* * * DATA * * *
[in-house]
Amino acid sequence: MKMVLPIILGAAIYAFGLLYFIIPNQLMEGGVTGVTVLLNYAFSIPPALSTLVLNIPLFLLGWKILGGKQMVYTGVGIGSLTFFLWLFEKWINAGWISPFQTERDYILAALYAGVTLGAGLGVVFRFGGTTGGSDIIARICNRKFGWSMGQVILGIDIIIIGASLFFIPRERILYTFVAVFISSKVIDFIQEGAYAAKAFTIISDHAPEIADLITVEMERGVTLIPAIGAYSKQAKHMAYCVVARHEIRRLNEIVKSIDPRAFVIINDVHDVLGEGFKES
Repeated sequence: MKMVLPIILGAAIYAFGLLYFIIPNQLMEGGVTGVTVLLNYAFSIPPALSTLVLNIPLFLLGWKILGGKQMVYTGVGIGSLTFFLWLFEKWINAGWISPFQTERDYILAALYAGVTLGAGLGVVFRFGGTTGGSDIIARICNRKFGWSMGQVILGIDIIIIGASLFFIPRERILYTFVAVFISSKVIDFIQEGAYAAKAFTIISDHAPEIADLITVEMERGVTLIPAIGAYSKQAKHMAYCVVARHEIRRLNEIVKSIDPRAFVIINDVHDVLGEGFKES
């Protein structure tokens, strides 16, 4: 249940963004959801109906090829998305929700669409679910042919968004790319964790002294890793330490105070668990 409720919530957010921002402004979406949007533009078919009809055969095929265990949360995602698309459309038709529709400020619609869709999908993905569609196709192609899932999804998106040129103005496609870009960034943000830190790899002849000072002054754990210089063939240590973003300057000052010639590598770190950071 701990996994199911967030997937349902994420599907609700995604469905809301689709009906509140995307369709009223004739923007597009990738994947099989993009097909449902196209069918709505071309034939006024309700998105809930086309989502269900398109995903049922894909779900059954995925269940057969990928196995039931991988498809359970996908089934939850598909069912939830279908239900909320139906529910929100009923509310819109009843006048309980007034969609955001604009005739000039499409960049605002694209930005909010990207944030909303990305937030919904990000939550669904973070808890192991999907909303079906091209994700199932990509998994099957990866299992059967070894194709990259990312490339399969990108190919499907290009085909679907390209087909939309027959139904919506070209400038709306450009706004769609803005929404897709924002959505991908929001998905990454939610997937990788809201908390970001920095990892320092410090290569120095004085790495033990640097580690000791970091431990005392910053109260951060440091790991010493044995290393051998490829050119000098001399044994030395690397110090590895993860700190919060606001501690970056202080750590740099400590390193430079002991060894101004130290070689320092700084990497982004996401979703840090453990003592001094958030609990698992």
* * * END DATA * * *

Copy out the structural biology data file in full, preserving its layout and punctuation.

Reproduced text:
[in-house]
Amino acid sequence: MKMVLPIILGAAIYAFGLLYFIIPNQLMEGGVTGVTVLLNYAFSIPPALSTLVLNIPLFLLGWKILGGKQMVYTGVGIGSLTFFLWLFEKWINAGWISPFQTERDYILAALYAGVTLGAGLGVVFRFGGTTGGSDIIARICNRKFGWSMGQVILGIDIIIIGASLFFIPRERILYTFVAVFISSKVIDFIQEGAYAAKAFTIISDHAPEIADLITVEMERGVTLIPAIGAYSKQAKHMAYCVVARHEIRRLNEIVKSIDPRAFVIINDVHDVLGEGFKES
Repeated sequence: MKMVLPIILGAAIYAFGLLYFIIPNQLMEGGVTGVTVLLNYAFSIPPALSTLVLNIPLFLLGWKILGGKQMVYTGVGIGSLTFFLWLFEKWINAGWISPFQTERDYILAALYAGVTLGAGLGVVFRFGGTTGGSDIIARICNRKFGWSMGQVILGIDIIIIGASLFFIPRERILYTFVAVFISSKVIDFIQEGAYAAKAFTIISDHAPEIADLITVEMERGVTLIPAIGAYSKQAKHMAYCVVARHEIRRLNEIVKSIDPRAFVIINDVHDVLGEGFKES
């Protein structure tokens, strides 16, 4: 249940963004959801109906090829998305929700669409679910042919968004790319964790002294890793330490105070668990 409720919530957010921002402004979406949007533009078919009809055969095929265990949360995602698309459309038709529709400020619609869709999908993905569609196709192609899932999804998106040129103005496609870009960034943000830190790899002849000072002054754990210089063939240590973003300057000052010639590598770190950071 701990996994199911967030997937349902994420599907609700995604469905809301689709009906509140995307369709009223004739923007597009990738994947099989993009097909449902196209069918709505071309034939006024309700998105809930086309989502269900398109995903049922894909779900059954995925269940057969990928196995039931991988498809359970996908089934939850598909069912939830279908239900909320139906529910929100009923509310819109009843006048309980007034969609955001604009005739000039499409960049605002694209930005909010990207944030909303990305937030919904990000939550669904973070808890192991999907909303079906091209994700199932990509998994099957990866299992059967070894194709990259990312490339399969990108190919499907290009085909679907390209087909939309027959139904919506070209400038709306450009706004769609803005929404897709924002959505991908929001998905990454939610997937990788809201908390970001920095990892320092410090290569120095004085790495033990640097580690000791970091431990005392910053109260951060440091790991010493044995290393051998490829050119000098001399044994030395690397110090590895993860700190919060606001501690970056202080750590740099400590390193430079002991060894101004130290070689320092700084990497982004996401979703840090453990003592001094958030609990698992």